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Bad news from Europe hits trading


Getty Images

Getty Images

Getty Images

IRISH shares fell yesterday, as a poor Portuguese bond auction and other discouraging news from within the eurozone sparked widespread selling.

By the close of trading the ISEQ Overall Index had fallen 0.59pc, or 17.82 points, to reach 2,989.72.

The index spiked above 3,025 at the opening but was soon trending lower, and fell below 2,975 before something of a recovery.

Trading was hit by pessimistic news from Europe.

European Union leaders gathered in Brussels for their first summit of 2012 as a deteriorating economy and the struggle to complete a Greek debt write off risked sidetracking efforts to stamp out the financial crisis.

The yield on Portugal's 10-year bonds surged 217 basis points to a euro-era record of 17.39pc yesterday. Portuguese credit-default swaps also rose to a record, implying a 71pc chance the government will default.

Data points like those ensured most traders looked for the exit doors yesterday, with losses spread across a broad base of business sectors.

In percentage terms, Readymix was the big loser, slumping 5.26pc to close at 18c. The cement company rocketed a fortnight ago amid takeover speculation but has begun to trend down again since then.


Rare earths miner Kenmare Resources slid 4.17pc to 55c while construction giant CRH dropped 2.09pc to end Monday at €14.99.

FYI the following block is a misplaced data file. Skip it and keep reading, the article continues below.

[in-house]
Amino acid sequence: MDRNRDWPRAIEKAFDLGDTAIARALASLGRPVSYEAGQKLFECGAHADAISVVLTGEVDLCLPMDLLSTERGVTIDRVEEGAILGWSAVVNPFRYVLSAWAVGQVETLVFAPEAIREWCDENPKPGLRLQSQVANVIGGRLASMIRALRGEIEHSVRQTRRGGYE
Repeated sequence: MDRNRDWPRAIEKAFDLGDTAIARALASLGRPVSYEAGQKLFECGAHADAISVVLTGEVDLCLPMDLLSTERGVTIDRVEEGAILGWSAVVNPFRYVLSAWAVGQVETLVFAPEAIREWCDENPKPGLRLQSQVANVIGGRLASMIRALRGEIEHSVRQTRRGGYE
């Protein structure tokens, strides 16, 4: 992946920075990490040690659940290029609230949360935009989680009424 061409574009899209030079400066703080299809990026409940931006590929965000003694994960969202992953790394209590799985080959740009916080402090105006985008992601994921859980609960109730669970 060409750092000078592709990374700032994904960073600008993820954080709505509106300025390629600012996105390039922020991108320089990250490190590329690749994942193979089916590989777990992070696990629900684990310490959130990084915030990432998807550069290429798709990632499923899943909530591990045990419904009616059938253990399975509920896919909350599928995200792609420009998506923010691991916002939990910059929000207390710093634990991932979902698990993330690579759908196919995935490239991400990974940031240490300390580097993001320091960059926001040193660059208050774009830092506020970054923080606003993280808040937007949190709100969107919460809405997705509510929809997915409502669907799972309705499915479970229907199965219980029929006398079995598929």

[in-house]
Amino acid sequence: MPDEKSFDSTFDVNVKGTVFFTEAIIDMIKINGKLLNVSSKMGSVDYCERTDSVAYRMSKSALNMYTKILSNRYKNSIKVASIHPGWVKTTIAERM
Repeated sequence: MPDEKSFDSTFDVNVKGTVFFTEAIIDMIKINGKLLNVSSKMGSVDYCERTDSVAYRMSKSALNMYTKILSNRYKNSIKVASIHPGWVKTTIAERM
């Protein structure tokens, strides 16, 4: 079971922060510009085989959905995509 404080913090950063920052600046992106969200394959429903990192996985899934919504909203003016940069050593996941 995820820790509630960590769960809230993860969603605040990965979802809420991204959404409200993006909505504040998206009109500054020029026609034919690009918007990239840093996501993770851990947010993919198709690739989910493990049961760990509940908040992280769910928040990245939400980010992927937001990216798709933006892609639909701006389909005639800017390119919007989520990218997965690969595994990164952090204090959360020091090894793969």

There were some winners on the day with Aer Lingus in particular having a strong session. The former national carrier surged 9.49pc to 85c amid talks on the company's pension deficit which could allow a smoother takeover of the airline. That was well ahead of Ryanair, which still closed up 0.89pc.

The problems in Europe hobbled markets across the continent, with national benchmark indices falling in every western European market, except Greece and Iceland. The Stoxx Europe 600 retreated 1.1pc -- the most in six weeks.

"The outlook for economic growth in Europe in 2012 is not a healthy one and consensus forecasts for earnings-per-share growth likely do need to be adjusted downwards," said Ian Scott, the chief global strategist at Nomura in London. "Nevertheless, even a recession in the euro area, and very slow growth elsewhere, is unlikely to be sufficient to undermine the market if governments and central banks are able to stabilise sovereign spreads."

Lloyds fell 4.1pc while RBS, the biggest government-owned bank, dropped 3.5pc.

Aviva declined 3.8pc as a gauge of insurers was the third-worst performer in the Stoxx 600.

Irish Independent